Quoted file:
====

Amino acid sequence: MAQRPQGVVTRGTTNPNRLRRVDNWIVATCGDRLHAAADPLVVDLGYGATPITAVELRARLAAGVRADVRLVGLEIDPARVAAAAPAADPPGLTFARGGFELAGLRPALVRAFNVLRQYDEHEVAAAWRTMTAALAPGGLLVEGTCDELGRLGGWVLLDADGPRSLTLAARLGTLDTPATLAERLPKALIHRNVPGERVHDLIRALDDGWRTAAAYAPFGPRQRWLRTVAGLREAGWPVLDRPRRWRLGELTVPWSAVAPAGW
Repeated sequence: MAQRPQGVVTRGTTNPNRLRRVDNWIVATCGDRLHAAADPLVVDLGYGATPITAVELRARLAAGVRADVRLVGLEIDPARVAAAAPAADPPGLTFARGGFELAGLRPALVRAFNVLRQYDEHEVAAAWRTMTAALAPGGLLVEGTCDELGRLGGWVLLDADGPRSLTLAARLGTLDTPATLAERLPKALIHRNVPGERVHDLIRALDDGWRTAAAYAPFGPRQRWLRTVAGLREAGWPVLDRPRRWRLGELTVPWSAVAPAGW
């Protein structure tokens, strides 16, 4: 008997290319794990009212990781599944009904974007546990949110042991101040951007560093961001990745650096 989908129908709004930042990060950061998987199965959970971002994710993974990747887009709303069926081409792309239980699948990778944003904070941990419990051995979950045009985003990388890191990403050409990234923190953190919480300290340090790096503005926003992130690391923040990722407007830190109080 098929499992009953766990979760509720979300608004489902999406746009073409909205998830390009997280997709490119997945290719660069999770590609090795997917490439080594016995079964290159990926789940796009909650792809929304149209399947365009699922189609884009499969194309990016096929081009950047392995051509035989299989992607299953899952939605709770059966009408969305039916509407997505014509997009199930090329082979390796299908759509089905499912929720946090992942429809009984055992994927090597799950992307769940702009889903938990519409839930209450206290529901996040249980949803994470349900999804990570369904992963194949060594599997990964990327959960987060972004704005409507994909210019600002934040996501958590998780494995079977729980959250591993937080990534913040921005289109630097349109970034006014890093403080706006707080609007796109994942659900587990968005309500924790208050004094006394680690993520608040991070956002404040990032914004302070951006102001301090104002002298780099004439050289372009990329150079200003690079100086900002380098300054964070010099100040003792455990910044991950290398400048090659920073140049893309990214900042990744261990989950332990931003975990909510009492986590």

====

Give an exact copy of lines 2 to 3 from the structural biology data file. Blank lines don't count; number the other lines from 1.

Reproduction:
Repeated sequence: MAQRPQGVVTRGTTNPNRLRRVDNWIVATCGDRLHAAADPLVVDLGYGATPITAVELRARLAAGVRADVRLVGLEIDPARVAAAAPAADPPGLTFARGGFELAGLRPALVRAFNVLRQYDEHEVAAAWRTMTAALAPGGLLVEGTCDELGRLGGWVLLDADGPRSLTLAARLGTLDTPATLAERLPKALIHRNVPGERVHDLIRALDDGWRTAAAYAPFGPRQRWLRTVAGLREAGWPVLDRPRRWRLGELTVPWSAVAPAGW
């Protein structure tokens, strides 16, 4: 008997290319794990009212990781599944009904974007546990949110042991101040951007560093961001990745650096 989908129908709004930042990060950061998987199965959970971002994710993974990747887009709303069926081409792309239980699948990778944003904070941990419990051995979950045009985003990388890191990403050409990234923190953190919480300290340090790096503005926003992130690391923040990722407007830190109080 098929499992009953766990979760509720979300608004489902999406746009073409909205998830390009997280997709490119997945290719660069999770590609090795997917490439080594016995079964290159990926789940796009909650792809929304149209399947365009699922189609884009499969194309990016096929081009950047392995051509035989299989992607299953899952939605709770059966009408969305039916509407997505014509997009199930090329082979390796299908759509089905499912929720946090992942429809009984055992994927090597799950992307769940702009889903938990519409839930209450206290529901996040249980949803994470349900999804990570369904992963194949060594599997990964990327959960987060972004704005409507994909210019600002934040996501958590998780494995079977729980959250591993937080990534913040921005289109630097349109970034006014890093403080706006707080609007796109994942659900587990968005309500924790208050004094006394680690993520608040991070956002404040990032914004302070951006102001301090104002002298780099004439050289372009990329150079200003690079100086900002380098300054964070010099100040003792455990910044991950290398400048090659920073140049893309990214900042990744261990989950332990931003975990909510009492986590």